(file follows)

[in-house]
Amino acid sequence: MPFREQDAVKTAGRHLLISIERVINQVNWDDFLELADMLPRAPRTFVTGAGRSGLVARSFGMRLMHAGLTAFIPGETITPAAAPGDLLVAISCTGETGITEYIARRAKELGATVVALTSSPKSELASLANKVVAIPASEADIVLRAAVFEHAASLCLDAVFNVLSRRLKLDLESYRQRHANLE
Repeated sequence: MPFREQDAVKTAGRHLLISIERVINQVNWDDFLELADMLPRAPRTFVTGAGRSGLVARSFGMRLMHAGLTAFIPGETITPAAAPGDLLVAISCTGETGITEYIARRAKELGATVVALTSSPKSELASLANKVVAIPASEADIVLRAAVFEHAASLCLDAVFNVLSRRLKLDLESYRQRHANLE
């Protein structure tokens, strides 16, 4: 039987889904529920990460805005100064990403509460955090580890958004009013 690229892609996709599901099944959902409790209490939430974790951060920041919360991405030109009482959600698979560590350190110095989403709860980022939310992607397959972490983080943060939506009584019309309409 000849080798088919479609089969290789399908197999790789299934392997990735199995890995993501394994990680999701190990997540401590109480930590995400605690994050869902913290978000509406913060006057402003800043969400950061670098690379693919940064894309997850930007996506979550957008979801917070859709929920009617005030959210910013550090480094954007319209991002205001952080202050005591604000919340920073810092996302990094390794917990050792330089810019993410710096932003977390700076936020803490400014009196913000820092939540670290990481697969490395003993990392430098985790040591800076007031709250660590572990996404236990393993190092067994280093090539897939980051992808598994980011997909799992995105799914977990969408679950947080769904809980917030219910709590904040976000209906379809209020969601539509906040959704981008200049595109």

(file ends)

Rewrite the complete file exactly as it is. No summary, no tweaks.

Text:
[in-house]
Amino acid sequence: MPFREQDAVKTAGRHLLISIERVINQVNWDDFLELADMLPRAPRTFVTGAGRSGLVARSFGMRLMHAGLTAFIPGETITPAAAPGDLLVAISCTGETGITEYIARRAKELGATVVALTSSPKSELASLANKVVAIPASEADIVLRAAVFEHAASLCLDAVFNVLSRRLKLDLESYRQRHANLE
Repeated sequence: MPFREQDAVKTAGRHLLISIERVINQVNWDDFLELADMLPRAPRTFVTGAGRSGLVARSFGMRLMHAGLTAFIPGETITPAAAPGDLLVAISCTGETGITEYIARRAKELGATVVALTSSPKSELASLANKVVAIPASEADIVLRAAVFEHAASLCLDAVFNVLSRRLKLDLESYRQRHANLE
């Protein structure tokens, strides 16, 4: 039987889904529920990460805005100064990403509460955090580890958004009013 690229892609996709599901099944959902409790209490939430974790951060920041919360991405030109009482959600698979560590350190110095989403709860980022939310992607397959972490983080943060939506009584019309309409 000849080798088919479609089969290789399908197999790789299934392997990735199995890995993501394994990680999701190990997540401590109480930590995400605690994050869902913290978000509406913060006057402003800043969400950061670098690379693919940064894309997850930007996506979550957008979801917070859709929920009617005030959210910013550090480094954007319209991002205001952080202050005591604000919340920073810092996302990094390794917990050792330089810019993410710096932003977390700076936020803490400014009196913000820092939540670290990481697969490395003993990392430098985790040591800076007031709250660590572990996404236990393993190092067994280093090539897939980051992808598994980011997909799992995105799914977990969408679950947080769904809980917030219910709590904040976000209906379809209020969601539509906040959704981008200049595109």